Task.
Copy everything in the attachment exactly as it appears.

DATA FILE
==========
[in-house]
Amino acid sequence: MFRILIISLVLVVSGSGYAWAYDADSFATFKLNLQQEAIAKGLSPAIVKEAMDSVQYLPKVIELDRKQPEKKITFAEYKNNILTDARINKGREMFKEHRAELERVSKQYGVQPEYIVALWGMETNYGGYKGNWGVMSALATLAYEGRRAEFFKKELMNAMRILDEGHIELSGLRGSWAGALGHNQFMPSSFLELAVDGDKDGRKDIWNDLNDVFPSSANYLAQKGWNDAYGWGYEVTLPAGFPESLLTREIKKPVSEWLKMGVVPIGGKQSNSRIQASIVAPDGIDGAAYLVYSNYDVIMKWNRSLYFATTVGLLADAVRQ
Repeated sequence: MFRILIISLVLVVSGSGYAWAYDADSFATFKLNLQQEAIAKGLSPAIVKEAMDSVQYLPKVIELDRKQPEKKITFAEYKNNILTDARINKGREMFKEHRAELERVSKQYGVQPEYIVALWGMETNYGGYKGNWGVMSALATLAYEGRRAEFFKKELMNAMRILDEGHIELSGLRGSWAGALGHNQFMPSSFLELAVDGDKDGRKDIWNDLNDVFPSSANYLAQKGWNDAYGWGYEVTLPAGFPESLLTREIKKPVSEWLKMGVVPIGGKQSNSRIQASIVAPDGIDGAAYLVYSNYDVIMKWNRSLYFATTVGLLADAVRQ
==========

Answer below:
[in-house]
Amino acid sequence: MFRILIISLVLVVSGSGYAWAYDADSFATFKLNLQQEAIAKGLSPAIVKEAMDSVQYLPKVIELDRKQPEKKITFAEYKNNILTDARINKGREMFKEHRAELERVSKQYGVQPEYIVALWGMETNYGGYKGNWGVMSALATLAYEGRRAEFFKKELMNAMRILDEGHIELSGLRGSWAGALGHNQFMPSSFLELAVDGDKDGRKDIWNDLNDVFPSSANYLAQKGWNDAYGWGYEVTLPAGFPESLLTREIKKPVSEWLKMGVVPIGGKQSNSRIQASIVAPDGIDGAAYLVYSNYDVIMKWNRSLYFATTVGLLADAVRQ
Repeated sequence: MFRILIISLVLVVSGSGYAWAYDADSFATFKLNLQQEAIAKGLSPAIVKEAMDSVQYLPKVIELDRKQPEKKITFAEYKNNILTDARINKGREMFKEHRAELERVSKQYGVQPEYIVALWGMETNYGGYKGNWGVMSALATLAYEGRRAEFFKKELMNAMRILDEGHIELSGLRGSWAGALGHNQFMPSSFLELAVDGDKDGRKDIWNDLNDVFPSSANYLAQKGWNDAYGWGYEVTLPAGFPESLLTREIKKPVSEWLKMGVVPIGGKQSNSRIQASIVAPDGIDGAAYLVYSNYDVIMKWNRSLYFATTVGLLADAVRQ